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The Philadelphia Inquirer

GOP Doing More For Latinos

Rev. Nelson Quiñones

28 December 2004
Copyright © 2004 The Philadelphia Inquirer. All rights reserved. 

In the year 2020, it could well happen that a Bush will emerge as the first Latino U.S. president. George P. Bush, that is.

With the Nov. 10 nomination of White House counsel Alberto Gonzales for U.S. attorney general, current President George W. Bush is laying the groundwork for a Latino presidency within the next two decades.

This is not the first that time Bush has nominated a Latino for a federal or national government position. Besides Gonzales, he has nominated Judge Miguel Estrada and Consuelo Maria Callahan. In his first term, Bush nominated Estrada, a Honduran immigrant and a partner in a Washington law firm, for the U.S. Court of Appeals for the District of Columbia. But Senate Democrats blocked Estrada's nomination - due, they claim, to conflicting information about his job performance. Estrada withdrew after two years in limbo. Callahan, an associate justice on the California Court of Appeals, was confirmed by the Senate in 2003 to serve on the Ninth U.S. Circuit Court of Appeals.

In his second term, Bush appears to be redoubling his efforts to bring diversity into government offices with qualified candidates. Several Latino judges are being mentioned. Miguel Estrada, a Washington attorney, and Emilio Garza, a U.S. appeals court judge in Texas, are - along with Gonzalez - potential nominees to the U.S. Supreme Court. The President has reached into the Lehigh Valley by nominating Luis Ramos to the National Assessment Regulatory Board.

These actions signal a sincere commitment to serving the nation's growing Latino population. They follow the precedent set by George Herbert Walker Bush in 1990, when he appointed Antonia C. Novello, born and educated in Puerto Rico, as the first Latino - and, incidentally, the first woman - surgeon general of the United States.

If the Senate confirms Gonzales, he will become the first Latino to be attorney general, eighth in line in succession from the presidency.

According to a White House curriculum vitae, Gonzales' qualifications including having been a Texas Supreme Court judge, secretary of state for Texas, Bush's chief adviser and liaison on Mexico and border issues, an adjunct law professor, and a graduate of Rice University and Harvard Law School. He attended the Air Force Academy and served in the Air Force.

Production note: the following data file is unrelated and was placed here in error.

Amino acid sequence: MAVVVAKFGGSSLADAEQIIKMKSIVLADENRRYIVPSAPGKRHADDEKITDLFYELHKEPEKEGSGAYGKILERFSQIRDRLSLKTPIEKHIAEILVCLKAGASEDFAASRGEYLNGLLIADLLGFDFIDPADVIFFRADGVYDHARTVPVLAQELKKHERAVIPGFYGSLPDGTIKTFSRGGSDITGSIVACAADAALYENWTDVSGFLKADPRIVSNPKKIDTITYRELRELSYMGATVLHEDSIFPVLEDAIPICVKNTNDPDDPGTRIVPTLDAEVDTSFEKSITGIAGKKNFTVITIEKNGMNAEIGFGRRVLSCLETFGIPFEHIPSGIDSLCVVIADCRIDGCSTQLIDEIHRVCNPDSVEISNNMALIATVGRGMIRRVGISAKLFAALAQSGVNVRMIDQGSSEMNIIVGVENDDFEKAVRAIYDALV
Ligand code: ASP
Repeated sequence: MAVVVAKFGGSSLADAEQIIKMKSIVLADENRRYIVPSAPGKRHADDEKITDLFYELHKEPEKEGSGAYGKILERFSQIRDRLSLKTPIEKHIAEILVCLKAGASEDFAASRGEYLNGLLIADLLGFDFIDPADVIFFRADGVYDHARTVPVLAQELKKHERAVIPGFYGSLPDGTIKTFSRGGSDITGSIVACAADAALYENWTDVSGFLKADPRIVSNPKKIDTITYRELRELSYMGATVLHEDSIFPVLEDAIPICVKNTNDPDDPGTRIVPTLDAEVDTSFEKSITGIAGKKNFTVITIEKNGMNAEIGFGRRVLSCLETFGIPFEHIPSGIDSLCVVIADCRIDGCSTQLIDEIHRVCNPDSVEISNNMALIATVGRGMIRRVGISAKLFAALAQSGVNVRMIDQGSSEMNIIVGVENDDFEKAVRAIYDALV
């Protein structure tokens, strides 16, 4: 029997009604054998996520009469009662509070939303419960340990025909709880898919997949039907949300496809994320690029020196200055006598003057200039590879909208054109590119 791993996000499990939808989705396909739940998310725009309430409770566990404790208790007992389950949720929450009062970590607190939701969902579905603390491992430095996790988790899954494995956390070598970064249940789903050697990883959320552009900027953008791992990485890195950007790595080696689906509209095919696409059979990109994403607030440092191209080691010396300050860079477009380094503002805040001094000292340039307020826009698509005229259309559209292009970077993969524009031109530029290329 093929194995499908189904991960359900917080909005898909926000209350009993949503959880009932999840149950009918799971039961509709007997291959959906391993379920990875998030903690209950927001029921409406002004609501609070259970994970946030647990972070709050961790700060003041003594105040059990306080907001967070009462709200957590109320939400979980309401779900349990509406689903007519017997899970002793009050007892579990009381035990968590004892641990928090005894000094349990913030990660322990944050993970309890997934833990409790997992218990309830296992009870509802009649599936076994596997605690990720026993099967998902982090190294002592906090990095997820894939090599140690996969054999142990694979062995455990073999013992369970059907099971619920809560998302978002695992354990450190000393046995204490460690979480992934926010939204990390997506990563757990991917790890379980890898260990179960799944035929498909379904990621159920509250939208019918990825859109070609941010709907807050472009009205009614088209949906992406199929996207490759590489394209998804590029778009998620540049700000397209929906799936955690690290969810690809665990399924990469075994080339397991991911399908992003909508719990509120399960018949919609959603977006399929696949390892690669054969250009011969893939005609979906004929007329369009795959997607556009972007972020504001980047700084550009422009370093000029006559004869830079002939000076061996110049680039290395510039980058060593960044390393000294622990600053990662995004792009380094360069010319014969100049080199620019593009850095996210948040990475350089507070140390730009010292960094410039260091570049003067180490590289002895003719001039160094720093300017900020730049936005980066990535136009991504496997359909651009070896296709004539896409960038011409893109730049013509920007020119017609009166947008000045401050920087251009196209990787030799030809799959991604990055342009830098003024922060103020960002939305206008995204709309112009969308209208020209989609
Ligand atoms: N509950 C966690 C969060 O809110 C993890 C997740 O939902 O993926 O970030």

Such a man is an ideal role model, not only for Latinos but also for all Americans. Gonzales' visibility touches many U.S. Hispanics who can identify with his luchas, struggles from poverty to "a shared hope for an opportunity to succeed. 'Just give me a chance to prove myself' - that is a common prayer for those in my community."

Gonzales is not a perfect fit. The Senate will question memos he has written regarding the treatment of detainees in Afghanistan, the Abu Ghraib prisoners, and the trials at Guantánamo Bay, Cuba.

Still, it's hard to question Gonzales' proven loyalty and service to this country. And in the eyes of the American people, a Latino as the country's chief law enforcement officer would establish a comfort zone of acceptance.

Bush was supported by an estimated 40 percent of Latino voters, and he is repaying that support. But he may also be preparing the way for another Latino - his nephew George.

George P. Bush is the son of Florida Gov. Jeb Bush and his Mexican-born wife, Columba. It is often said that George P. Bush has star quality written all over him. His mother raised him. John Shelby Spong has written that "he is an emerging political force who combines intellect, personal charm and a potent political name. Watch for him to emerge as a Florida senator or governor by 2016 and a candidate for the White House by the end of the first quarter of the 21st century."

It could happen. According to the U.S. Census Bureau, Latinos, already the second-largest ethnic group in the United States with more than 35 million, will triple in number by 2050.

For valid reasons, President Bush has secured the loyalty of the growing Latino constituency. Certainly, the Bush legacy is intertwined with the Latino community.

That's why while Democrats talk about diversity, the first Hispanic American presidente most likely to come from the Republican Party.

Rev. Nelson Quiñones is assistant pastor at St. John's Lutheran Church in Allentown

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